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Hi Peter,

There is a requirement in my case for the OpenSSL API to be accessible to
several components. In your case was your higher level component the only
direct user of OpenSSL? If not, how did you make the API available to other
components? Were the new functions accessed from one DLL with the OpenSSL
functions accessed directly from the other DLL, or did you have redirecting
stubs in your new DLL?

Steven

_____

From: owner-openssl-dev@openssl.org [mailtowner-openssl-dev@openssl.org]
On Behalf Of Peter Waltenberg
Sent: Wednesday, 3 August 2005 8:48 PM
To: openssl-dev@openssl.org
Cc: smr@essemer.com.au
Subject: Re: Safety of using OpenSSL from multiple components in the one
process



You are correct it is a problem in enterprise applications.
The good news is that it can be resolved, the bad news is that we did that
outside the OpenSSL codebase itself.

We created new startup/shutdown functions in another library, added
reference counting and load OpenSSL via that.
It might be possible to do something simillar within the existing API's, but
brute force did work.

Peter

Peter Waltenberg




"Steven Reddie"
Sent by: owner-openssl-dev@openssl.org


03/08/2005 06:42 PM


Please respond to
openssl-dev



To


cc

Subject
Safety of using OpenSSL from multiple components in the one process






Hi All,

This is something that I think I've raised before but don't remember getting
resolution on.

OpenSSL maintains various global variables and structures, and there are
cleanup functions that must be used to properly release the resources when
finished. One example is the OID database managed by the
"add_all_algorithms" function and it's associated release function,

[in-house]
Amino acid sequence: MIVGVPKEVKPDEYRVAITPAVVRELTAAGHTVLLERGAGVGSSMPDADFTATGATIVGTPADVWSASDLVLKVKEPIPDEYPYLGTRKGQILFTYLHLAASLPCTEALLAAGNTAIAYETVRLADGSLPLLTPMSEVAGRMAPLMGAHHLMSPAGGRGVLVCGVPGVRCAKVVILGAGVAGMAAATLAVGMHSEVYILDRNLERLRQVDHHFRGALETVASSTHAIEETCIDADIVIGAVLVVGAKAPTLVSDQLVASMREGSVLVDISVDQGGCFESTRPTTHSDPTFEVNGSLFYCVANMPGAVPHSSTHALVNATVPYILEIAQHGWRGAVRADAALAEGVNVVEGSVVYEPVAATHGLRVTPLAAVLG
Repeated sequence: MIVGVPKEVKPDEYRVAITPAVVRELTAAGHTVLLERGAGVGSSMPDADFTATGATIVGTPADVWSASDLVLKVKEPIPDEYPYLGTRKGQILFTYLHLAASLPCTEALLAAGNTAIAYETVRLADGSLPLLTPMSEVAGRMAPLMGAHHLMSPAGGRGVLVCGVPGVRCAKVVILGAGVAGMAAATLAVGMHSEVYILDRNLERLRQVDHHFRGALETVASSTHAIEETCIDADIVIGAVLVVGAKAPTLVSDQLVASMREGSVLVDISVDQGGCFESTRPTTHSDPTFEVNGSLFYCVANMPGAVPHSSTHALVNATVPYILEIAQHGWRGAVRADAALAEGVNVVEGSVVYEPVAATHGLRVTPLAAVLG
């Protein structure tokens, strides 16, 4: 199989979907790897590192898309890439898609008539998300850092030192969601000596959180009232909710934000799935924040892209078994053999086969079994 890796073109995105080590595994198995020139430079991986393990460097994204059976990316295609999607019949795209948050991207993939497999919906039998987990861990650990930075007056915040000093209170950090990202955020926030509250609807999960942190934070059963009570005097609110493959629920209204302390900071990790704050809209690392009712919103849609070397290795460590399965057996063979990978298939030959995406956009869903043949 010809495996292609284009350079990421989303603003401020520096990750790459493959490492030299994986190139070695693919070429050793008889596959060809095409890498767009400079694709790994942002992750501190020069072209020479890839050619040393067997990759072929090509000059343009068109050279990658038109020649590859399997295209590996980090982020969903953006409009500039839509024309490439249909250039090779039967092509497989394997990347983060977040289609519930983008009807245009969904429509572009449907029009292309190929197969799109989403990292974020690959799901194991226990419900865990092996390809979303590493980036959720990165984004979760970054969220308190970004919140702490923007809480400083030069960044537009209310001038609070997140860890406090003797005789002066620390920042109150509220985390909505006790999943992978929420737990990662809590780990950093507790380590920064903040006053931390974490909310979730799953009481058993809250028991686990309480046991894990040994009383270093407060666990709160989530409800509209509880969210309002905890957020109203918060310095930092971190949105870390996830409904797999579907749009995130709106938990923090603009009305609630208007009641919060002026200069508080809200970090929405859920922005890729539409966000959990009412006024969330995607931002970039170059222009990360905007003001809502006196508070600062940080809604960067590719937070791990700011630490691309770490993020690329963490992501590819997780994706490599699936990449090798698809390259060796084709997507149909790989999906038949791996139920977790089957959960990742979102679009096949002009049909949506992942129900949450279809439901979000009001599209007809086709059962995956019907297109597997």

EVP_cleanup. All is good when the use of OpenSSL is fairly simple, such as
a single component using it for the lifetime of the process.

Where things get difficult/dangerous is when multiple seperate components in
the one process, with no real knowledge of each other, make use of OpenSSL,
and it's even worse if they dynamically load and unload OpenSSL using
dlopen/LoadLibrary. With large enterprise applications this is a common
situation since different teams develop components that the large product
makes us of, and with the increasing use of "plug-in" architectures the
dynamic loading/unloading is not uncommon.

There seems to be no way offered by the OpenSSL API for these components to
behave well. If they each do a dlopen -> dlsym -> ... -> EVP_cleanup ->
dlclose sequence then it seems that they will trample on each other. If
they take the extreme opposite and don't call EVP_cleanup then the process
will leak until it falls over.

This is a serious issue that I believe impacts the stability and therefore
limits the usefulness of OpenSSL in large enterprise applications. Does
anyone else have any thoughts on this?

Regards,

Steven



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charset=3Dus-ascii">


face=3DArial=20
color=3D#0000ff size=3D2>Hi Peter,

face=3DArial=20
color=3D#0000ff size=3D2>
 

face=3DArial=20
color=3D#0000ff size=3D2>There is a requirement in my case for the =
OpenSSL API to be=20
accessible to several components.  In your case was your higher =
level=20
component the only direct user of OpenSSL?  If not, how did you =